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Clear Your Mind: Go Outside

I’ve pondered this blog post for awhile, off and on for years. Way before May is Mental Health Awareness Month. Regardless of our status in life, our financial resources, our education level, we have somebody who is probably fighting their own battles with mental health.

Or we may be in the struggle, ourselves. I, for one, toggle between anxiety and depression. Neither, for me, has reached a debilitating level. But both can cloud my thinking, drain me of mental energy, challenge my emotional balance.  Of course, I am not alone. The National Institute of Mental Health reports that six million men are affected by depression every year. More than three million have an anxiety disorder.

Descending Mount of the Holy Cross

Elevating the Conversation

I am fortunate that I had great opportunities to explore nature when I was in 9th Grade at North Junior High School here in Colorado Springs. While it is difficult to say that outdoor experiences then “saved my life,” they certainly gave me a higher quality of life. I came from what was then called “a broken home,” a single-parent household with my mother. The treks into the mountains sustained me in ways that I may not have found if it weren’t for week-long backpacking trips and summitting peaks like Mount of the Holy Cross.

So, this month, as with every May, we want to elevate the conversation about Mental Health Awareness. We want to remove the stigma of talking about mental health. From the outdoor recreation industry, to arts groups, to education and counseling professionals, we are in this together.

In fact, the co-owners of Angler’s Covey, David and Becky Leinweber, created The Morning Hatch Foundation to broaden the reach of the fly shop to support mental health organizations in the Pikes Peak region.  Their daughter, Rachel, is heavily involved in the Foundation in her role as General Manager.  This past March, money raised from the Fly Fishing Film Tour went to support a variety of organizations engaged in this cause in the Pikes Peak Region.

For many years, the folks at Angler’s Covey have recognized the value of outdoor experiences, in general. They have seen first hand how fly fishing, specifically, contributes to our mental health, to our emotional and spiritual well-being.

The Mental Health Benefits of Fly Fishing

Research supports these beliefs. A 2015 study by Harvard Medical School entitled “Fly-Fishing and the Brain,” argues that fly fishing is a natural stress reliever. “Fly fishers are surrounded by nature, unplugged from electronics, and distanced from the so-called real world.” The repetitive nature of fly fishing, too, offers a calming effect.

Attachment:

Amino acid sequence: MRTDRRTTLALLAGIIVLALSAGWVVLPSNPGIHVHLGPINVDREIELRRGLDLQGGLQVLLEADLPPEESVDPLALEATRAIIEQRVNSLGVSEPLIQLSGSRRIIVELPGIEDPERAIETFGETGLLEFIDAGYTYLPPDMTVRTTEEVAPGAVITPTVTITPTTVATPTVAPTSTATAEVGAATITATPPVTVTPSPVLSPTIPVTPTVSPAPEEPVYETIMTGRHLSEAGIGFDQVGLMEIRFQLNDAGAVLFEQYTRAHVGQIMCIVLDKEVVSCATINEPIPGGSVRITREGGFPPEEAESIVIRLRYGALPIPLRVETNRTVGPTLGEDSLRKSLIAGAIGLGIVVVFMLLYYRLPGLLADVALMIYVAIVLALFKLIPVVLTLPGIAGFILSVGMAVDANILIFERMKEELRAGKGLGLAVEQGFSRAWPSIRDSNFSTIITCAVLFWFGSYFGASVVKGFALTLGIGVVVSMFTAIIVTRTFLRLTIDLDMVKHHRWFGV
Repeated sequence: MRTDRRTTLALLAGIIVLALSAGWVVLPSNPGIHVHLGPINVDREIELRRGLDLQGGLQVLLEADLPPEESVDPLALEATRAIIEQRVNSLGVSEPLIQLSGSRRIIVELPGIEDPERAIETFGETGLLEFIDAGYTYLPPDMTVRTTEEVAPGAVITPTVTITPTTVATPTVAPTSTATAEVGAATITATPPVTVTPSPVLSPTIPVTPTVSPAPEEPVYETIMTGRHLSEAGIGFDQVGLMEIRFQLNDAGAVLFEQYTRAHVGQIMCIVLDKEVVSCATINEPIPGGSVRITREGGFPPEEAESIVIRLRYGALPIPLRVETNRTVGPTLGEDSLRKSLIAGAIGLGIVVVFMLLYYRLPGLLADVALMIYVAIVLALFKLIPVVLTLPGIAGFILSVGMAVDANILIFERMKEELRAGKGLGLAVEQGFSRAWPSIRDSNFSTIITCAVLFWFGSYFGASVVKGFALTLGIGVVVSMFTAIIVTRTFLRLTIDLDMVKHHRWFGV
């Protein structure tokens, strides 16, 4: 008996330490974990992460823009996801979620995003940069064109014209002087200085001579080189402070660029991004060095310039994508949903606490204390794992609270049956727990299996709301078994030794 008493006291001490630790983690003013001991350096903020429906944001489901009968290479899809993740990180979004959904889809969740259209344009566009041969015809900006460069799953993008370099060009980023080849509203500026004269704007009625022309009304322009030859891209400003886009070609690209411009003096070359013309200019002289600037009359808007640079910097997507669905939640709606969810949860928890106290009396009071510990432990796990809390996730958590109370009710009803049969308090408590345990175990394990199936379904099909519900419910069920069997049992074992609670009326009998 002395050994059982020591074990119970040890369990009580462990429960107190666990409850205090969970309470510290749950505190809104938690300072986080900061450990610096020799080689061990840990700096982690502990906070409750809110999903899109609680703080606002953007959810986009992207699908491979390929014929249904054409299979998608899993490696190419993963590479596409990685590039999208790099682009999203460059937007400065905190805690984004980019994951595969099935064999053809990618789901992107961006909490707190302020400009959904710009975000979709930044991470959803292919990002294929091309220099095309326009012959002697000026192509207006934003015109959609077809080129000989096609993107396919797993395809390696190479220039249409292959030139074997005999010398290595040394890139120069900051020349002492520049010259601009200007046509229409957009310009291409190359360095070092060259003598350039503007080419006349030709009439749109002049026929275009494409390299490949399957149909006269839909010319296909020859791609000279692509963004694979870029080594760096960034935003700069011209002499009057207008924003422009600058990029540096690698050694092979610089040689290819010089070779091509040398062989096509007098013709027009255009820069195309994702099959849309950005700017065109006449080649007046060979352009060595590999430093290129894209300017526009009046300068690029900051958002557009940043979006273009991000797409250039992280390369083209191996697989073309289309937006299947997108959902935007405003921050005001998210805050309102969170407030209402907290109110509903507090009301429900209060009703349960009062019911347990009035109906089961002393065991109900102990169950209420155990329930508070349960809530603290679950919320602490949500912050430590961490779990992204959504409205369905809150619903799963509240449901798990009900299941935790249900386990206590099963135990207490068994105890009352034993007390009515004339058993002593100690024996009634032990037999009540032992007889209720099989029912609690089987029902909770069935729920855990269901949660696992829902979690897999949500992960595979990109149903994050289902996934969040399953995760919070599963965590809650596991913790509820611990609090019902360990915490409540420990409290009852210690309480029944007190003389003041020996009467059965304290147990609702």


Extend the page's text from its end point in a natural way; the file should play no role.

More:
Fly fishing is also crucial for developing more mindfulness. From placing a dry fly perfectly on that seam to noticing the subtle take, from shifting our gaze from the river to the Osprey above us or the deer crossing upstream, we begin to shift our focus. We are “learning to build a connection through this experience.”

The Mental Health Benefits of Belonging

Sometimes, because we focus on the mental health benefits of being in nature, the conversation comes up short in talking about the community of fly fishing.  Part of the reality of mental health issues is the increased sense of isolation men and women feel. The importance of “belonging.” From my own personal experience, going fishing or having outdoors experiences is absolutely a transformative act. Being part of a community is a vital part, too. Being able to talk with another human being – beyond conversations of “what fly are you tying on” – is important for my mental health.

I need to remember, too, that a community can be with just one other.  I am not alone in any of this. This film, “If I Tell Them,” from Orvis talks about the value of connection. It’s a courageous film just as talking with others is a courageous act.

And one of the most powerful elements of community is giving back. This film from Trout Unlimited highlights the value of mentoring others. 

Resources and Additional Readings

If you or someone you love would benefit from more information about mental illness and available treatment, visit the National Alliance of Mental Illness website at

Mental Health Resources in the Colorado Springs area listed by University of Colorado at Colorado Springs.

Helping Hands El Paso County Community Resources listed by the Pikes Peak Library District.

Fly Fishing is Medicine for the Mind and Body in Forbes magazine.

How Conservation and Fly Fishing Bolster Mental Health from Sky-Hi News in Grand County, Colorado.

Fishing For Mental Health in Outside Magazine

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